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Luna 3
Luna 3 Mission to Earth's Moon

Mission Type: Flyby
Launch Vehicle: 8K72 (no. I1-8)
Launch Site: NIIP-5 / launch site 1
Spacecraft Mass: 278.5 kg
References:
Deep Space Chronicle: A Chronology of Deep Space and Planetary Probes 1958-2000, Monographs in Aerospace History No. 24, by Asif A. Siddiqi

National Space Science Data Center, http://nssdc.gsfc.nasa.gov/


This spacecraft, of the Ye-2A class, was the first Soviet probe designed to take pictures of the far side of the moon using the Yenisey-2 imaging system (replacing the Yenisey-1 used on the abandoned Ye-2 probe).

The TV system consisted of a 35-mm camera with two lenses of 200-mm (wide-angle) and 500-mm (high-resolution) focal lengths and a capacity to read up to 40 images. Strictly speaking, the probe was not meant to reach escape velocity; instead, the launch vehicle inserted the spacecraft, called the Automatic Interplanetary Station (AMS) in the Soviet press, into a highly elliptical orbit around the Earth at 48,280 x 468,300 kilometers, sufficient to reach lunar distance.

During the coast to the moon, the AMS suffered overheating problems and poor communications, but the vehicle eventually passed over the moon's southern polar cap at a range of 7,900 kilometers on 6 October before climbing up over the Earth-moon plane.

At a distance of 65,200 kilometers from the moon, on 7 October, cameras began taking the first of 29 pictures of the far side of the moon. The exposed film was then developed, fixed, and dried automatically, after which a special light beam of up to 1,000 lines per image scanned the film for transmission to Earth.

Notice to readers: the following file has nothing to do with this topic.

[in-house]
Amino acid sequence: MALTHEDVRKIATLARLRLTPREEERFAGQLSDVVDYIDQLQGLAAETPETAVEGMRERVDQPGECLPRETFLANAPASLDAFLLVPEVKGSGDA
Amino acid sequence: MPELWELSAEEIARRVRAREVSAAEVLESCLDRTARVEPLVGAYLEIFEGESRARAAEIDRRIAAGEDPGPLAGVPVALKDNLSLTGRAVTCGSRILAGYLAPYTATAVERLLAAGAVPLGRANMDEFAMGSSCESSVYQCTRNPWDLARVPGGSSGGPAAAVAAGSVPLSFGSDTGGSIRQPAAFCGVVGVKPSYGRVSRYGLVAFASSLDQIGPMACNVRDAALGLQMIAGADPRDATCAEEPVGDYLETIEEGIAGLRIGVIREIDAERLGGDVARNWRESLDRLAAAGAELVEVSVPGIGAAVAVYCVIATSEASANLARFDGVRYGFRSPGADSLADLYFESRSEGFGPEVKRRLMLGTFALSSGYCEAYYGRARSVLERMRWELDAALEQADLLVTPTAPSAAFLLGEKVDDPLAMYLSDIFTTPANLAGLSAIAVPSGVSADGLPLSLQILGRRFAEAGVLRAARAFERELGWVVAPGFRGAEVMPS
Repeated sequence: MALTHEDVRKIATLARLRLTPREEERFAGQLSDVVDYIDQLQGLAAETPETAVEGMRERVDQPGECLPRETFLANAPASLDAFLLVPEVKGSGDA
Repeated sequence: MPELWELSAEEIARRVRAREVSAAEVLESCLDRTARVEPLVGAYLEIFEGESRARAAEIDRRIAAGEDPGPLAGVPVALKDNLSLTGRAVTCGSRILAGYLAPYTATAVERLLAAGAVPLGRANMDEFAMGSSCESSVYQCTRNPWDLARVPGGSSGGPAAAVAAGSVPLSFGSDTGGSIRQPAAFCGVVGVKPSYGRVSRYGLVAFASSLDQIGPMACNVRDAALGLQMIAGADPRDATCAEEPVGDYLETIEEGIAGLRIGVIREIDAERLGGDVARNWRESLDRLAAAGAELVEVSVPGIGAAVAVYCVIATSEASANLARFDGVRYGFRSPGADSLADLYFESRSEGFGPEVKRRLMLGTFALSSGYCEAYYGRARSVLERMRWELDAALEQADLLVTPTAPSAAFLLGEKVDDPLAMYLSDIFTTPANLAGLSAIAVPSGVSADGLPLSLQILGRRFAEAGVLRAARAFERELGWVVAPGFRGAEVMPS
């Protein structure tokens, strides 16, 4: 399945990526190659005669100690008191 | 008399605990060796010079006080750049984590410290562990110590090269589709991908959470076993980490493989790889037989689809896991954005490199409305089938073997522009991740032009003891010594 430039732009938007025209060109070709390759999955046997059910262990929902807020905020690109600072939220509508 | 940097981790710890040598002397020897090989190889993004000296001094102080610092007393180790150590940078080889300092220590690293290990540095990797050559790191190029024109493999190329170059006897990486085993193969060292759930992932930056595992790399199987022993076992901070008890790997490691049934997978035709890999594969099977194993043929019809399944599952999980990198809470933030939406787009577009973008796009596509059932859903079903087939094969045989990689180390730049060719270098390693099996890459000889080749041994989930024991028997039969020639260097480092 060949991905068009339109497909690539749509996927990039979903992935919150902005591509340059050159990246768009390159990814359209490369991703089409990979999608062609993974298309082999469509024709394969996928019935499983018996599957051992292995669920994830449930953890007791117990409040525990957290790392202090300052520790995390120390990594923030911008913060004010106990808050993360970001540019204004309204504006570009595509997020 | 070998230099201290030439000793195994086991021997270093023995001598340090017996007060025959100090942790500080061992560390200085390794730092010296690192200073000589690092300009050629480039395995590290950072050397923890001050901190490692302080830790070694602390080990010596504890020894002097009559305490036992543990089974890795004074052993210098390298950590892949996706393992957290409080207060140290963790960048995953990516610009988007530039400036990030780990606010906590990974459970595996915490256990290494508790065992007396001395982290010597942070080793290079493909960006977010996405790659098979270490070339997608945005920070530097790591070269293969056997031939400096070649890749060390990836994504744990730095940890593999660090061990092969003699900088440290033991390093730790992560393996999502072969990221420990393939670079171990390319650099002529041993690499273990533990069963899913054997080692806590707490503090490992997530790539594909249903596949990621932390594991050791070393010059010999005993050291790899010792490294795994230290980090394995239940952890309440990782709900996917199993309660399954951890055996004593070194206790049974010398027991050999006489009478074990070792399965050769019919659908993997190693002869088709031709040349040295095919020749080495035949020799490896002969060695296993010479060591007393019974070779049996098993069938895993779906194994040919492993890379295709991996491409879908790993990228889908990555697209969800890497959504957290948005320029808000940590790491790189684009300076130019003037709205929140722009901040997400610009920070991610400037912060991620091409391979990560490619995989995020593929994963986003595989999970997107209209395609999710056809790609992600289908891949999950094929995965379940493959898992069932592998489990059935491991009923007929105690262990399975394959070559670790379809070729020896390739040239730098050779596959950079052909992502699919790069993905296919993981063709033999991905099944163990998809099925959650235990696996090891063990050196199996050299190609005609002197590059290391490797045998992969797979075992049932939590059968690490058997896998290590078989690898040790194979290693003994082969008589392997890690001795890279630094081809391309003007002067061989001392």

Images were finally received the next day (after a few aborted attempts). Seventeen of the images were of usable quality and showed parts of the moon never before seen by human eyes. The spacecraft, named Luna 3 after 1963, photographed about 70 percent of the far side and found fewer mare areas on the far side, prompting scientists to revise their theories of lunar evolution.


Key Dates
4 Oct 1959:  Launch
7 Oct 1959:  First Lunar Photographs Taken
Status: Successful
Fast Facts
Luna 3 Facts Seventeen of Luna 3's 29 images were usable.

Luna 3's images covered 70 percent of surface of the lunar far side. They were used to create the first rudimentary atlas.

The images prompted scientists to revise their theories of lunar evolution.

Seventeen of Luna 3's 29 photos of the far side of the moon (right) were usable.

The photos were developed, fixed and dried on the spacecraft and beamed back to Earth.

The moon takes about 29 days to orbit the Earth, roughly the same amount of time to make one rotation on its axis. That is why we always see the same side of the moon from Earth.
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Last Updated: 22 Jan 2013